Branded Hashtags: The Next Big Thing?
By Randy Michels, Partner, Stites & Harbison, PLLC, USA, and co-founder of the Trademarkology blog
"a word or phrase preceded by the symbol # that classifies or categorizes the accompanying text (such as a tweet)".
Conveniently, the press release provides an example of proper hashtag usage: “Join the New Words conversation on Twitter using hashtag #MW2014NewWords.”
The hashtag phenomenon has created new branding opportunities. It is now common for TV shows to promote themselves through branded hashtags. Singing shows like NBC’s The Voice and Fox’s American Idol are known for their extensive use of hashtags.
Consumer product companies are also getting in on the act. Frozen food maker Birds Eye recently launched a pop-up restaurant that allows customers to pay for their meals by posting photos of their meals on Instagram with the hashtag #BirdsEyeInspirations. Thanks to Birds Eye, you can also literally eat hashtags with its Mashtags fried potato snacks.
The increased usage of hashtags has led to a number of new trademark application filings. #RISETOTHRIVE, and #HELMETSARECOOL are recent examples. One particularly enterprising applicant even tried to obtain trademark protection in the US for the word “hashtag” in connection with TV advertising; various electronic transmission and broadcasting services; and entertainment services such as development, distribution and production of programs, contest and incentive award programs for people who contribute to shows and other interactive entertainment programs.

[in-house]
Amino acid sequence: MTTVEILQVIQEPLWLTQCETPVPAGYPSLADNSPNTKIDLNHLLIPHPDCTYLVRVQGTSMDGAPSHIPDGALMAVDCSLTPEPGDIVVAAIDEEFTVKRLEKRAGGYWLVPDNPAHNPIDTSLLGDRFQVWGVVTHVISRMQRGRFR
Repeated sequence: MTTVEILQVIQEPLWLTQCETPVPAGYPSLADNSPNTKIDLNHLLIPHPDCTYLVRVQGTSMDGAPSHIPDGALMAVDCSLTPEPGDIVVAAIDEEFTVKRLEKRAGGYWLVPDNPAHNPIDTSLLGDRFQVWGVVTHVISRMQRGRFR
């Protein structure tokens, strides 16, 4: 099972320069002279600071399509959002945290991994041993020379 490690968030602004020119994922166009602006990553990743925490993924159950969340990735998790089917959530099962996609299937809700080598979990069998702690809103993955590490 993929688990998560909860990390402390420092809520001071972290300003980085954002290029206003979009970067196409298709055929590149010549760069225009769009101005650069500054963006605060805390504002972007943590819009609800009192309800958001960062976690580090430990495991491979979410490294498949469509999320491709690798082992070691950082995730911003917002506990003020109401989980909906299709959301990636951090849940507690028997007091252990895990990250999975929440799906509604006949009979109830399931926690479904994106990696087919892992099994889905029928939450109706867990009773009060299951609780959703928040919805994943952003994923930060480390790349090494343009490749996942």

The United States Patent and Trademark Office (USPTO) rejected the application on the grounds that it was merely descriptive of the applicant’s services “because it immediately tells consumers that the interactive nature of these services involves the use of hashtags, as that term is widely used by others in the industry.” In hashtag parlance, the application was a #fail.
The popularity of hashtags shows no signs of letting up. Therefore, it is important for brand owners to consider the use of hashtags in their branding strategies. If the decision is made to use branded hashtags, then it would be wise to seek trademark protection to effectively protect your reputation and prevent consumer confusion. Otherwise, you might find yourself #notwinning.
The WIPO Magazine is intended to help broaden public understanding of intellectual property and of WIPO’s work, and is not an official document of WIPO. The designations employed and the presentation of material throughout this publication do not imply the expression of any opinion whatsoever on the part of WIPO concerning the legal status of any country, territory or area or of its authorities, or concerning the delimitation of its frontiers or boundaries. This publication is not intended to reflect the views of the Member States or the WIPO Secretariat. The mention of specific companies or products of manufacturers does not imply that they are endorsed or recommended by WIPO in preference to others of a similar nature that are not mentioned.